Everybody, presumably, is familiar with the 33 card insert Game cards Topps included in their wax and cello packs in 1968. What is less familiar, but known to some of us, is that Topps tried to market the complete set in boxed form as well; see here for much more detail. I believe these were only test products, based upon this box flat proof:
I can't swear I've seen a 10 cent variety in box form but the 15 cent versions do pop up from time to time. There's more to it than that, hence this post, but this seems like an early example of Topps trying out two price points on a test product, a practice that became more prevalent in the 70's but had to start somewhere.
The 15 cent boxes are difficult but not impossible. Here's a real nice one:
As you may or may not be able to see, the proof does seem to carry commodity codes on a box flap but I can't make it out. I presume it ends in an "8" and suspect these were marketed around the time of the World Series or if they waited, the start of spring training and/or the regular season in 1969.
It's pretty cool of Topps to have marketed the full set but they must have had a ton of the insert cards on their hands as they are ubiquitous in the hobby.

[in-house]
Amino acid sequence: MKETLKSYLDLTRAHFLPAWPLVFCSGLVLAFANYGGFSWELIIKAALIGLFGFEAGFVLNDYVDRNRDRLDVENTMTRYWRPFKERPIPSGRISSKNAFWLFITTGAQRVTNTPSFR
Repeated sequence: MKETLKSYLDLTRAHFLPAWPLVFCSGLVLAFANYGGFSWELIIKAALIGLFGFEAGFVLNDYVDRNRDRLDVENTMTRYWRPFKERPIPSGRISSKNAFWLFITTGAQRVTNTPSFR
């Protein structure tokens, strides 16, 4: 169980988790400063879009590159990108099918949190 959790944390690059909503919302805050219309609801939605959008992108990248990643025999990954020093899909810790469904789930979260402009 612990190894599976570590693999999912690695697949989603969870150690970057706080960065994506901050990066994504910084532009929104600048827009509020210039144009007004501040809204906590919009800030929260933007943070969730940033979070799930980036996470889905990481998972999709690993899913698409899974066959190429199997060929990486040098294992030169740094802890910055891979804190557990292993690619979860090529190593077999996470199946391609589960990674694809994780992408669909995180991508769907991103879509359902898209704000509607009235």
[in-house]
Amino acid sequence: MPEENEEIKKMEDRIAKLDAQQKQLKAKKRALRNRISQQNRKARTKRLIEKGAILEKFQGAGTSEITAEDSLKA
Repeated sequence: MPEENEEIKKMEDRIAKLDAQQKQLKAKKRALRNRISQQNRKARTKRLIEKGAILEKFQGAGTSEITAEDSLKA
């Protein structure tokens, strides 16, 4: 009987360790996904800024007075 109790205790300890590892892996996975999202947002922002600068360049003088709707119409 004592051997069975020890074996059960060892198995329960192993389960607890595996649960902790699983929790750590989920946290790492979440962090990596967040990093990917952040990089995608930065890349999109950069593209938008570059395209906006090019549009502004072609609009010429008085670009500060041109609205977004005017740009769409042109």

Now what came next, presumably next that is, would seem to indicate either some sort of product dump or a complete erasure of the ten cent pricing. I've seen these versions as well in a few different spots over the years:
The blacked out price, given the fact these exist in multiples, was probably effected by Topps. Did they flood the tertiary market with these, market them in Fun Packs, decide a dime was too cheap, or just repurpose them some other way? I don't know, it could even be all four.
And what of this anomaly, from an old REA auction:
By the time this stickered over version came around it seems like a dumping of product for resale at some deeply discounted rate was contemplated or perhaps actually occurred. I've seen at least one other like that as well. The plain black circles on some boxes could indicate the white sticker has fallen off, I'm really not sure.
We should not forget that Topps actually stole this idea from Ed-U-Cards, who sold these in the late 40's and early 50's:
The quotes around "Batter Up" by Topps may have been an attempt to avoid a trademark issue. The Ed-U-Cards set was also used as a premium by a beverage company called Cott. The whole story is here, along with details about how Topps also used a design for a paper baseball diamond/scoresheet that came in the Ed-U-Cards box in the bagged set of Red Backs that burned off excess stock in 1952 or thereabouts. It would have been a neat thing to include such an item here but they didn't, so far as I can tell.